Does Md. need another county? At juncture of central four, coordinating growth is issue

March 27, 1998|By Edward Lee | Edward Lee,SUN STAFF Sun staff writer Jill Hudson contributed to this article.

Welcome to Patuxent County.

If a few civic activists had their way, Maryland would have its 24th county, a jurisdiction composed of the city of Laurel and rapidly growing tracts carved from surrounding areas of Anne Arundel, Howard, Montgomery and Prince George's counties.

Patuxent County would be responsible for what many residents say the four counties neglect -- developing a regional plan to control growth in the centerpiece of the corridor between Baltimore and Washington.

"All the people in northern Prince George's say Upper Marlboro [the county seat] doesn't give a hoot about us," says Tom Dernoga, president of the West Laurel Civic Association in northern Prince George's County. "People in Russett say Annapolis doesn't care. Same thing in Howard and Montgomery.

"It would be interesting to carve off these four pieces that feel ignored and create a 24th county."

Though Dernoga acknowledges that creating Patuxent County is "wishful thinking," mega-projects in the area -- including developments that would create more than 2,500 homes in southern Howard County -- have spurred demands for a big-picture approach to managing growth.

"Everyone's worried about mine instead of stepping back and saying, 'What do we want the area to look like in 20 years?' " says Jeanne Mignon, vice president of the fledgling Russett Community Association in western Anne Arundel County.

"We should get together and determine where we should go."

Any development will affect the thousands who drive the area's major roads, whether commuting to work, traveling along the East Coast or hopping down the road to the supermarket.

Build a 1,300-unit mixed-use community in southern Howard, and commuting through Montgomery and Prince George's will get worse. Construct an upscale mall in northern Prince George's, and shoppers from as far as 20 miles away will clog local roads.

"There's no place in the state quite like this," Karl D. Brendle, director of Laurel's Department of Development Management, says of the four-county area. "The question is, does it all fit together?"

Planners from all four counties say their respective areas are developing according to recently approved growth plans. They contend that the lines of communication are open, especially between Montgomery and Prince George's counties, where three major projects straddle the border.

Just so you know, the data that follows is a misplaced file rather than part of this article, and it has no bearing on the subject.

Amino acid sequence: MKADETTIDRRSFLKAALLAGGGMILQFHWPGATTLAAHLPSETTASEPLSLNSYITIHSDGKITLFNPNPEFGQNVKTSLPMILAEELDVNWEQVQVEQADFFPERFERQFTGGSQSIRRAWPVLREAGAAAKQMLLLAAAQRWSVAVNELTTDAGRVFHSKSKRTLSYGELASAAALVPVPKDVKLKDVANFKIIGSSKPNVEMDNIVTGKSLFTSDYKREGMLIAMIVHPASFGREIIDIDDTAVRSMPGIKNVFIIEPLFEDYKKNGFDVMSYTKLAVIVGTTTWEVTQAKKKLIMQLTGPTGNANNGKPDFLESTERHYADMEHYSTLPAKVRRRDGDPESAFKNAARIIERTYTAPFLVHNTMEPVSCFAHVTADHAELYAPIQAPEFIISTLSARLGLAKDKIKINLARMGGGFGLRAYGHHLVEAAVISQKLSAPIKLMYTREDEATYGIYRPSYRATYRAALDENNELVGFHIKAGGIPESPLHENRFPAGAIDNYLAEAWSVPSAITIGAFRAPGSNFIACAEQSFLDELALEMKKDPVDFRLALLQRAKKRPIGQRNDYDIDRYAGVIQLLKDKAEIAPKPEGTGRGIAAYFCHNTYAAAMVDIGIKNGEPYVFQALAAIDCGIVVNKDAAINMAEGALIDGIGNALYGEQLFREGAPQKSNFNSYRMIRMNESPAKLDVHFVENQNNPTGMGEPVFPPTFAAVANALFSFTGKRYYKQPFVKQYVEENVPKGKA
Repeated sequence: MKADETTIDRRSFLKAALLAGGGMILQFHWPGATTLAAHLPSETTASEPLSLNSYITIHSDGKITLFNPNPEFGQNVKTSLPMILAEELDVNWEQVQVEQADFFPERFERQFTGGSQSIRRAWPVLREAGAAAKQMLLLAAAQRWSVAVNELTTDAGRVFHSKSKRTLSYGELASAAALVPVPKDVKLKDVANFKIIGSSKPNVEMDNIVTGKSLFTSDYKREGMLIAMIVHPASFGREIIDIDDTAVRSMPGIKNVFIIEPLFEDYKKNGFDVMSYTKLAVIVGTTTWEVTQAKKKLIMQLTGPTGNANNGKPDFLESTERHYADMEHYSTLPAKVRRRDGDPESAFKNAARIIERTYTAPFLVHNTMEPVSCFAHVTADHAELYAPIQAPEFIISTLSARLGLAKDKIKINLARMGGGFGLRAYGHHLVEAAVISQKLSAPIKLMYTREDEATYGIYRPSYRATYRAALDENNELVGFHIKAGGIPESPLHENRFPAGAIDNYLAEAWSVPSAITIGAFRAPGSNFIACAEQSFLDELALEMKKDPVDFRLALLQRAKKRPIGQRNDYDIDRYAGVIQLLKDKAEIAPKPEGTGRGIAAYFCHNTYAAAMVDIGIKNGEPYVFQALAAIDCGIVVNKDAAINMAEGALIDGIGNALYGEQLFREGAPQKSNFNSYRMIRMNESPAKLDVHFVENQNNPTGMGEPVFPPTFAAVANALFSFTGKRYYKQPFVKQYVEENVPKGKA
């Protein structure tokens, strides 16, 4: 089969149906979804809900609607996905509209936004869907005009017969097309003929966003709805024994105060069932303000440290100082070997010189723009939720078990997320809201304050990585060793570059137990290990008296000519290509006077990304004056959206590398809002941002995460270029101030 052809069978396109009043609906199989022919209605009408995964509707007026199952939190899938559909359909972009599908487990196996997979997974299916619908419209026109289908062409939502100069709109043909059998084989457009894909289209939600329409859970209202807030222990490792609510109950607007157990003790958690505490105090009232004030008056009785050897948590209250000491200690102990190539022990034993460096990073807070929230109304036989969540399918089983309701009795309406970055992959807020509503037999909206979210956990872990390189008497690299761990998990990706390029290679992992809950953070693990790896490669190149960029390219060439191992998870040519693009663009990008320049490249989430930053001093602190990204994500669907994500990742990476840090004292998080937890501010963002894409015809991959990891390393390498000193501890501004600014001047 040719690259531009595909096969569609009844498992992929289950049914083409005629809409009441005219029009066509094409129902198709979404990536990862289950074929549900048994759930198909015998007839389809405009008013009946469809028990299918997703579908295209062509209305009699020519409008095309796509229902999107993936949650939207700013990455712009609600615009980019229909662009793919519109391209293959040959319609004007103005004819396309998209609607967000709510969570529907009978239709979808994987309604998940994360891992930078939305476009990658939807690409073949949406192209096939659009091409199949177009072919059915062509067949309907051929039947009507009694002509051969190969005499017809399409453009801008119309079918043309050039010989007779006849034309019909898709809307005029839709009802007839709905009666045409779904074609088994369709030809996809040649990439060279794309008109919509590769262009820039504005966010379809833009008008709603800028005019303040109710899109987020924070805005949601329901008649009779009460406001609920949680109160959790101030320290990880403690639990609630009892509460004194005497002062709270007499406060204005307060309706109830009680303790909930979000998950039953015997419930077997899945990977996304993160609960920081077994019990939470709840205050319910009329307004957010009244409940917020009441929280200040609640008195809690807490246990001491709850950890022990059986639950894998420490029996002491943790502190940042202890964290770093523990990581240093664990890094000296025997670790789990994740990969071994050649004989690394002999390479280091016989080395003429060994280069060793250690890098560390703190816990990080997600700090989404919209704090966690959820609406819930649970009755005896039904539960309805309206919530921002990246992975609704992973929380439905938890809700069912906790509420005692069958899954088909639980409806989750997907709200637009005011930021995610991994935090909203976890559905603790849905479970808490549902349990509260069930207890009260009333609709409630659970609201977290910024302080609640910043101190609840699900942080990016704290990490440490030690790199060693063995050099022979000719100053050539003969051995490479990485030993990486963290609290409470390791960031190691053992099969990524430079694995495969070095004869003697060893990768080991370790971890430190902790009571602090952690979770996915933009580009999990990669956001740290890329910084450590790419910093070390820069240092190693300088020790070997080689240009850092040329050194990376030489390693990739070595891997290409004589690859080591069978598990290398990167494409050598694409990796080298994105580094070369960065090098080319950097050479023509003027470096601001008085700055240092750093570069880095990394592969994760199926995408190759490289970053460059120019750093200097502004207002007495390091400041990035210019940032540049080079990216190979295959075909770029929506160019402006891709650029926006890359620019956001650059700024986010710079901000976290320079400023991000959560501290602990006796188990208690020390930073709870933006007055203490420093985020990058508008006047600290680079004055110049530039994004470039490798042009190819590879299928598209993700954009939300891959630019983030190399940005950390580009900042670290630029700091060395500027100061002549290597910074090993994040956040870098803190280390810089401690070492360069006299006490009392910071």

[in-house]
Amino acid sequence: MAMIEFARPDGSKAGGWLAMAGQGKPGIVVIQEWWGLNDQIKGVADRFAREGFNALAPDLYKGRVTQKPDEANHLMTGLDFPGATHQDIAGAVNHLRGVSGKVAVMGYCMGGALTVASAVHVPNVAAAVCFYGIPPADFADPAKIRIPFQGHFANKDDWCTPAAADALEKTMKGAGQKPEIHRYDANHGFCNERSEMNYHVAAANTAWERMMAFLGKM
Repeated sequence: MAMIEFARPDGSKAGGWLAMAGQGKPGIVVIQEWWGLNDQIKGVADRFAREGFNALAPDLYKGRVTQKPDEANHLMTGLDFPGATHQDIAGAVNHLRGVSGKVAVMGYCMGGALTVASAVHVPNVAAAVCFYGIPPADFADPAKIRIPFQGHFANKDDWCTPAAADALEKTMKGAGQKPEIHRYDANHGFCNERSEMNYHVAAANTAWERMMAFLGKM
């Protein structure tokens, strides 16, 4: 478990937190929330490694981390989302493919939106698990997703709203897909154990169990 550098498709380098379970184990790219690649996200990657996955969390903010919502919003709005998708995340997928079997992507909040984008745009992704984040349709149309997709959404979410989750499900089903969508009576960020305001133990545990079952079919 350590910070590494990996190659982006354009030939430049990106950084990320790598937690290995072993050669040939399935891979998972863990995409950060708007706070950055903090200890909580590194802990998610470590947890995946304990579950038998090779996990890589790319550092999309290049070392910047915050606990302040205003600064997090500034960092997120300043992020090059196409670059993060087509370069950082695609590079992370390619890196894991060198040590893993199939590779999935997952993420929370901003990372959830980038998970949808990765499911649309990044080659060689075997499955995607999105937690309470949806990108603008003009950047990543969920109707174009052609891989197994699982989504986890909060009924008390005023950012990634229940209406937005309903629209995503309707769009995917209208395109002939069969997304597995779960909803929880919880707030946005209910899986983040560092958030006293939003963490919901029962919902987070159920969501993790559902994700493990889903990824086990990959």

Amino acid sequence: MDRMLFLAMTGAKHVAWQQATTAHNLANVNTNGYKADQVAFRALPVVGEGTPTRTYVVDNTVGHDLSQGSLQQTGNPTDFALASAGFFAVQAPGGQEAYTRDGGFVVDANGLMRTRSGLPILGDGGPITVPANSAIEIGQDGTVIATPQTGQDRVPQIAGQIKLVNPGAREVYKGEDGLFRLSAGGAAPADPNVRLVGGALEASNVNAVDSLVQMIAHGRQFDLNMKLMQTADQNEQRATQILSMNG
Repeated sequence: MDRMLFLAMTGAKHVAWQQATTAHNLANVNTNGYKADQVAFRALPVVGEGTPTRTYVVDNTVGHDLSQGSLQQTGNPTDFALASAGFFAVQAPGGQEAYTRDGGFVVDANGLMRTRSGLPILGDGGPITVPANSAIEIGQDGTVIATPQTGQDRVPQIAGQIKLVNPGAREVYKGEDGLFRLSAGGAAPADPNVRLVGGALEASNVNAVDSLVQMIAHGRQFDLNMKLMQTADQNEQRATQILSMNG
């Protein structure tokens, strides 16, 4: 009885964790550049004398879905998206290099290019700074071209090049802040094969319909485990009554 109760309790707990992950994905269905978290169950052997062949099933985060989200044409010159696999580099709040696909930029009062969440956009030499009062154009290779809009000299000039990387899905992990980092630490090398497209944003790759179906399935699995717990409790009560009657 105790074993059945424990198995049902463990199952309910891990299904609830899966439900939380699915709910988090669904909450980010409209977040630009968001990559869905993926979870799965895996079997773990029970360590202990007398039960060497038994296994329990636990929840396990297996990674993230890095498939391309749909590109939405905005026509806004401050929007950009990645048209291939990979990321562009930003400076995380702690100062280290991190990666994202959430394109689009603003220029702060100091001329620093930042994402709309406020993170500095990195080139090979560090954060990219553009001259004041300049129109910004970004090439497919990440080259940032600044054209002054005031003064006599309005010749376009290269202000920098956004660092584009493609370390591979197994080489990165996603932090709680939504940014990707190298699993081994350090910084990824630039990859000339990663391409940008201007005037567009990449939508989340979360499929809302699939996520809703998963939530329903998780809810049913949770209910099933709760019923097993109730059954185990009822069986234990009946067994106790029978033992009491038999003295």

"There's a good technical relationship between the staffs," says Piera Weiss, a planner with Montgomery County's Department of Park and Planning.

"Everyone has different perspectives and different points of view. It doesn't allow for the same kind of treatment, but certainly the communication is there."

But planning officials also say they are too busy keeping up with what's going on in their own counties to have the kind of in-depth discussions required to hash out a regional blueprint.

"I think it's always an advantage to having closer ties, if for no other reason than for a cross-pollinization of ideas," says Dale Hutchison, chief of the development review division for the Prince George's arm of the Maryland-National Capital Park and Planning Commission.

"But I also feel that our time is substantially taken up by day-to-day activities. I barely have time to see my own planners every day."

The debate over the future of this area has been simmering for decades -- since Baltimore and Washington developed into economic and cultural power centers a mere 45 minutes apart.

The four major highways that connect them -- Interstate 95, U.S. 29, U.S. 1 and Route 295 -- run through this area that is halfway between the two cities. Greater Laurel has become a commuter's dream, with an ever-expanding variety of restaurants, retail centers and residential communities.

But some say it has become a planner's nightmare.

Population figures show the increasing demand for homes. In the North Laurel area of southern Howard County, the number of residents grew from 34,188 in 1990 to 42,376 in 1998 -- 23.9 percent.

In the Beltsville-Laurel region of northern Prince George's County, the population went from 41,918 in 1970 to 51,348 in 1990.

The Maryland City area of western Anne Arundel County experienced 39 percent growth from 8,169 in 1970 to 11,393 in 1997. The Fairland area of eastern Montgomery County grew from a sleepy farming community of several thousands to a bustling suburb of more than 23,000 in 1990.

Those numbers are expected to jump -- 11,000 newcomers in Anne Arundel, 43,000 in Prince George's -- over the next 10 years.

Employment opportunities are also projected to grow.

Business development in the Baltimore-Washington corridor in all four counties is expected to generate a total of 219,000 jobs between 1995 and 2010, according to the Baltimore Regional Council of Governments.

Community leaders wonder whether anyone is paying attention to the regionwide impact of this pace of development.

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